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Obama to outline education law overhaul, seeks to make "No Child Left Behind" more flexible

President Barack Obama makes a statement about his budget during a news conference on the White House complex in Washington, Tuesday, Feb. 15, 2011.
AP Photo/Charles Dharapak
President Barack Obama makes a statement about his budget during a news conference
President Barack Obama in Washington, Tuesday, Feb. 15, 2011.
AP Photo/Charles Dharapak

President Obama on Monday will outline a comprehensive overhaul of former President George W. Bush's "No Child Left Behind" education policy, emphasizing increased flexibility among states and schools to determine the best path toward educational improvement.

Speaking before students at Kenmore Middle School in Arlington, Virginia, Mr. Obama will present a timeline for rewriting Mr. Bush's law, which many have criticized for setting inflexible federal guidelines and abandoning schools determined as "failing."

"In the 21st century, it's not enough to leave no child behind," Obama will say, according to an excerpt of his prepared remarks released by the White House. "We need to help every child get ahead. We need to get every child on a path to academic excellence."

Mr. Obama reportedly met with the chairs and ranking members of committees that oversee the education authorization bill last week, White House domestic policy adviser Melody Barnes told Bloomberg News. She said the president's hope is that new legislation can be crafted before the beginning of the next school year.

Arne Duncan, secretary of the Department of Education, said in a conference call yesterday that the current iteration of the bill is "too one-size-fits-all," according to Bloomberg, arguing that as it stands, the law "has created dozens of ways for schools to fail, but very few ways for schools to succeed."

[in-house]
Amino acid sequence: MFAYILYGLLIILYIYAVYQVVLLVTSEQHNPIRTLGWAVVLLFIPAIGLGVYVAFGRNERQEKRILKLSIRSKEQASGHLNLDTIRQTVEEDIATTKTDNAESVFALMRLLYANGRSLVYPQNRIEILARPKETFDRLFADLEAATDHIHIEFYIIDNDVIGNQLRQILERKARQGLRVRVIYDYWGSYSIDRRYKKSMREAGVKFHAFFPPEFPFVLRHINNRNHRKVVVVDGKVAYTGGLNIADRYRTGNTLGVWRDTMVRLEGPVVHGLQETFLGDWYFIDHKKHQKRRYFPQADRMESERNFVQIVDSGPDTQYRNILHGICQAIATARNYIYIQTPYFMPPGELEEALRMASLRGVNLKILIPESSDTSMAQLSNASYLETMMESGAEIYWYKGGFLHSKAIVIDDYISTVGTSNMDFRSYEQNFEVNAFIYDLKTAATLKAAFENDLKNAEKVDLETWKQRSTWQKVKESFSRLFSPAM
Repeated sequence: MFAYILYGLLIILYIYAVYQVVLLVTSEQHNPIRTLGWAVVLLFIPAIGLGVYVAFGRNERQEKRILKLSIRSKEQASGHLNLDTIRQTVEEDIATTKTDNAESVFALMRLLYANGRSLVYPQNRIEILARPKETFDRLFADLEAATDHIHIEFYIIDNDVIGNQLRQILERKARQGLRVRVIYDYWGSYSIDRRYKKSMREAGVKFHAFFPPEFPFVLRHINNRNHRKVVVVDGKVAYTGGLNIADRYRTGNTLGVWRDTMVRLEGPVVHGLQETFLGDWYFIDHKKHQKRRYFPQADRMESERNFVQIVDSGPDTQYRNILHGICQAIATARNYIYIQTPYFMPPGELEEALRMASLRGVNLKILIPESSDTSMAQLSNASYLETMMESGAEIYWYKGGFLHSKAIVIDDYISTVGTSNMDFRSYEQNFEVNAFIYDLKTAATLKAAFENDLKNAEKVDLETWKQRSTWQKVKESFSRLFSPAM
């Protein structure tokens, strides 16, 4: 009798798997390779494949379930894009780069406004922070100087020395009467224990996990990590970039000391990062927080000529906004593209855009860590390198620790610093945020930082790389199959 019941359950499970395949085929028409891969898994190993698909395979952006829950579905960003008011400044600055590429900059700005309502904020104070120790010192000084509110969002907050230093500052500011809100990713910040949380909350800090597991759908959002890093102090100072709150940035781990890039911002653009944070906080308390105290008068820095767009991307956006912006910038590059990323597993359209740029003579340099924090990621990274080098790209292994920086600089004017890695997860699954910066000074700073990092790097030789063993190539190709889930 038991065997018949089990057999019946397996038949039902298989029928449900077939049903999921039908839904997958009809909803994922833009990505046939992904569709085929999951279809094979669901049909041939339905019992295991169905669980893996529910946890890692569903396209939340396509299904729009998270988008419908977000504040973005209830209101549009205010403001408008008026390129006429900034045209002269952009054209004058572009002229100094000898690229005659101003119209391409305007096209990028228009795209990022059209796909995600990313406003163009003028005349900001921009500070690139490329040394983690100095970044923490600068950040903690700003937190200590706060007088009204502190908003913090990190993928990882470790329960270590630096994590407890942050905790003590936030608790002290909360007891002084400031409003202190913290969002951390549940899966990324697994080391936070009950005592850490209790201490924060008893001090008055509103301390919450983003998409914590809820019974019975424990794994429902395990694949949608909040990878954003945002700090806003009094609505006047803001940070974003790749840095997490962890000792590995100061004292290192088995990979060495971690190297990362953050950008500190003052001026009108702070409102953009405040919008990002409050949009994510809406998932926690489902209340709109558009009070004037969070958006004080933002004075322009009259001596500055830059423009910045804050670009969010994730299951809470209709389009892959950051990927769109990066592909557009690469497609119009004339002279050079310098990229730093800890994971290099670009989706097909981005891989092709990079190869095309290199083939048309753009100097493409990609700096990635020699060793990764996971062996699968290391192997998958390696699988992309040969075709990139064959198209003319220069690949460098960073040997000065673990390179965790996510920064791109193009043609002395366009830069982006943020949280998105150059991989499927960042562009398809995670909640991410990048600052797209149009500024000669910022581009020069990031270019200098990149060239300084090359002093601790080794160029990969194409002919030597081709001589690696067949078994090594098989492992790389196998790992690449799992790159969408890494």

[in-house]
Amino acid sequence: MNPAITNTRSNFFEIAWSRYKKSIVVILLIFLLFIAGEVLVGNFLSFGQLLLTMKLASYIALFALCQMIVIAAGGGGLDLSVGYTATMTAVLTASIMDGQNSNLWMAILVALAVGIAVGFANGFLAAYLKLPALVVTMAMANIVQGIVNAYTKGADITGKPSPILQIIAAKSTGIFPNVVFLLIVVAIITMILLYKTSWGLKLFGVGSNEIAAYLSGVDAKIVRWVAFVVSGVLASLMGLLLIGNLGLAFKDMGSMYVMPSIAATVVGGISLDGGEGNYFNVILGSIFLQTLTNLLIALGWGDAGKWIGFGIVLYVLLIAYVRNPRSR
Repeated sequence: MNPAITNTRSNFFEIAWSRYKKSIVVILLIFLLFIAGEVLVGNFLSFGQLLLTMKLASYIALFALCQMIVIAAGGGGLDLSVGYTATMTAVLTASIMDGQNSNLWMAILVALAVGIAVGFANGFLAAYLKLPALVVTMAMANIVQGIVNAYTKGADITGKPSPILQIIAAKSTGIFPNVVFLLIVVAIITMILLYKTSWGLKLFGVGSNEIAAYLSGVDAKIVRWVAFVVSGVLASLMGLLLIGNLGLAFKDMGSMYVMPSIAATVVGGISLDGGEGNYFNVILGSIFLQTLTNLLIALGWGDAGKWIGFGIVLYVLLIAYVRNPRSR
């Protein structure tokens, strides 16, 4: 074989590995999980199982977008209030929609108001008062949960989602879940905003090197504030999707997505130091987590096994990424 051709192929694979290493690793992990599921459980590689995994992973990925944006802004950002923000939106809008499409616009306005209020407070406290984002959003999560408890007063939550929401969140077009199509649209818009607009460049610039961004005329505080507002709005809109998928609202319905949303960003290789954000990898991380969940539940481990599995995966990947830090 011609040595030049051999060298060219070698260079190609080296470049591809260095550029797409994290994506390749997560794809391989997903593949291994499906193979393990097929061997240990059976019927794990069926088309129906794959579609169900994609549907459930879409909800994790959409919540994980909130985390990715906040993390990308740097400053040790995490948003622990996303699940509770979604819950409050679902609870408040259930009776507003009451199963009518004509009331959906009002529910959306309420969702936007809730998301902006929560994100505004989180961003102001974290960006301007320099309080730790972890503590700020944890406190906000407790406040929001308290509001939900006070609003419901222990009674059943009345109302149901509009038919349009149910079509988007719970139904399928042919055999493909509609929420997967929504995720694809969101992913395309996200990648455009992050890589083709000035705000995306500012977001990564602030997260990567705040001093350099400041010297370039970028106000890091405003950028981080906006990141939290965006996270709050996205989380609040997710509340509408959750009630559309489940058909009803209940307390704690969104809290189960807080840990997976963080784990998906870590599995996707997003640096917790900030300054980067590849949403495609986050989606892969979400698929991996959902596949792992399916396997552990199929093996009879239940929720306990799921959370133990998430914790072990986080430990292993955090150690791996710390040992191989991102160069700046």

"We need to fix this law now," he said. "We want to create a new law that is fair, flexible and focused on the schools and students most at risk."

Duncan said that 82 percent of U.S. public schools public schools were currently in jeopardy of failing to meet their education targets, according to the Washington Post.

Under the law as it currently stands, schools are graded on a pass-fail scale based on the results of standardized tests administered to students. Failing schools - many of which serve low-income communities - are punished, and often shut down altogether or turned over to a charter operator or private firm.

Mr. Obama's plan, alternately, proposes to provide incentives to educators who demonstrate medium- and long-term improvements. It also aims to remove strict focus from standardized testing, instead providing resources "to back the development of teacher evaluation systems that use student learning and other measures to support and identify good teaching," according to a White House fact sheet on the issue.

"Today, far too many teachers feel they have to do with a narrow curriculum focused only on reading and math," Duncan said, according to the Hill. "We need to invest in state and local efforts to support a well-rounded curriculum and allow states to include subjects beyond reading and math in their accountability systems."

Mr. Obama has also emphasized the importance of preparing students for the future.

"We need to make sure we're graduating students who are ready for college and a career," he said in a statement on Sunday.